Dairy farmer

Like Minette Batters, I lit up when I saw the headline about Tesco chairman John Allan accusing suppliers of profiteering.

As a farmer, I can categorically state I am in no way profiteering from the rising food costs. I’ve never peddled so hard to stay still. I cannot speak for the rest of the food chain. But I know for a fact we’ve had very little influence on price for any of our goods, ever. In fact, if the UK wants food security that will have to change. Farming businesses have changed dramatically over the last decades and I wouldn’t necessarily say it’s for the better.

I watched with interest last year as Tesco took on Heinz, and had a wry smile on my face as I saw Tesco portraying itself as the “defender of the consumer’s pocket”.

Having been involved in growing vegetables for many supermarkets over the years, there has been nothing more cut-throat than a supermarket buyer. They’d drop you like a hot stone and find every conceivable way of wriggling out of a contract if they could. They have suppliers in one pocket and customers in the other.

In my opinion the tide turned last year, and for the first time food manufacturers had the chance to put the multiples under a bit of pressure, because everyone needed an increase. So the retailers had nowhere to turn. It was a question of who asked for the smallest increase, and they might become flavour of the week. Which then left the Tescos of this world with a conundrum: do they pass the full price increase on, part of an increase on, or absorb it and let it eat into their margin?

As usual, in most cases they just pass on the increase and deflect the blame. Ken Murphy’s comment about being in a constant battle with suppliers to keep prices down is not news to anyone that’s involved in food production or manufacturing – it’s been a supermarket’s remit since time began, to drive down the supplier and squeeze them until they’re nearly dry. But just leave them with enough oxygen to get by.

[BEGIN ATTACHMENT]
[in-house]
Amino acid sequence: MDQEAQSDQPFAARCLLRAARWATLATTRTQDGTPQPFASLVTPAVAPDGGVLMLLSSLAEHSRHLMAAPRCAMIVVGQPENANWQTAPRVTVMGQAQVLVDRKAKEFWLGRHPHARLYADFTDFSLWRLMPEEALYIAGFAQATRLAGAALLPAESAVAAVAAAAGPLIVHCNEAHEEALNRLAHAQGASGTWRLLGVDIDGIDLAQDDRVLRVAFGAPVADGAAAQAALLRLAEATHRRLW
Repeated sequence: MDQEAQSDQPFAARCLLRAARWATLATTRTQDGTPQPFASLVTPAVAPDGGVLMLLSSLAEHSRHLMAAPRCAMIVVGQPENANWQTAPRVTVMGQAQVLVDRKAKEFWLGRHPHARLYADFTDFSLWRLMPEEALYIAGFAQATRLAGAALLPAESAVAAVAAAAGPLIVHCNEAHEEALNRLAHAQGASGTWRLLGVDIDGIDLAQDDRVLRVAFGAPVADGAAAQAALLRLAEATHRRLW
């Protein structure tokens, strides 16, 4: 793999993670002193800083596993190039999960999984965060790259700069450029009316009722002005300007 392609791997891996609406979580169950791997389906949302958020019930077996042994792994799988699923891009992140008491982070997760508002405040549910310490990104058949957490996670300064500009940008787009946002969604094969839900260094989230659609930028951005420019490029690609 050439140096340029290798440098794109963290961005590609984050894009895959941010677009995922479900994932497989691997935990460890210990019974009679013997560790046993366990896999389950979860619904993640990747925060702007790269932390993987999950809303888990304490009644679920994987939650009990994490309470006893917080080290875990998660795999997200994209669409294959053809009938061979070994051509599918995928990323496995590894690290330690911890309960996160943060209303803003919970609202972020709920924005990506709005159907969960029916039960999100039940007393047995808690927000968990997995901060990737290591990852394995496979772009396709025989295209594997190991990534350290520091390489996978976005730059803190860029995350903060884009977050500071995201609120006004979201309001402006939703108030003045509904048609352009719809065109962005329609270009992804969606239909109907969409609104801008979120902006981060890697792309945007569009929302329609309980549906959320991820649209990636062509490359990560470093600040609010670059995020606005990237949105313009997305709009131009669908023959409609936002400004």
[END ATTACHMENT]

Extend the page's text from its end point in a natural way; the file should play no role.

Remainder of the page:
To me this is nothing more than an attempt by Tesco to get consumers on their side, and try and get them to vote with their choices. It’s pitting food companies against each other and trying to disrupt an already fragmented food chain, where good people are working their backsides off to keep businesses going, with depleted staff numbers and huge problems still ongoing due to the effects of Brexit, covid and the Ukraine war.

Maybe the question shouldn’t be why is food so expensive now, but instead, why has it been so cheap?

Is it morally right that a 500ml bottle of Coke, which has no health benefits at all, can be circa £1.80 and an increase is not questioned, yet milk is highlighted as having taken a massive jump, when four pints can be bought for £1.65? Who do you think pockets the difference? It’s certainly not the dairy farmer, that’s for sure!

With John Allan’s impending retirement, it makes zero difference to him what he says. He can light as many fires as he wants, because he knows he won’t have to deal with the aftermath, a typical ‘I’m alright Jack’ mentality.

But who am I to comment? I am but a mere minion in the lower echelons of the food chain. A lot of these supermarket mouthpieces should try spending a week on the farm, or in a factory, or in raw materials procurement or production planning. They’d get their eyes opened and maybe think before they speak.

I’ve always lived by the mantra that you’ve two eyes and two ears and only one mouth, for a reason!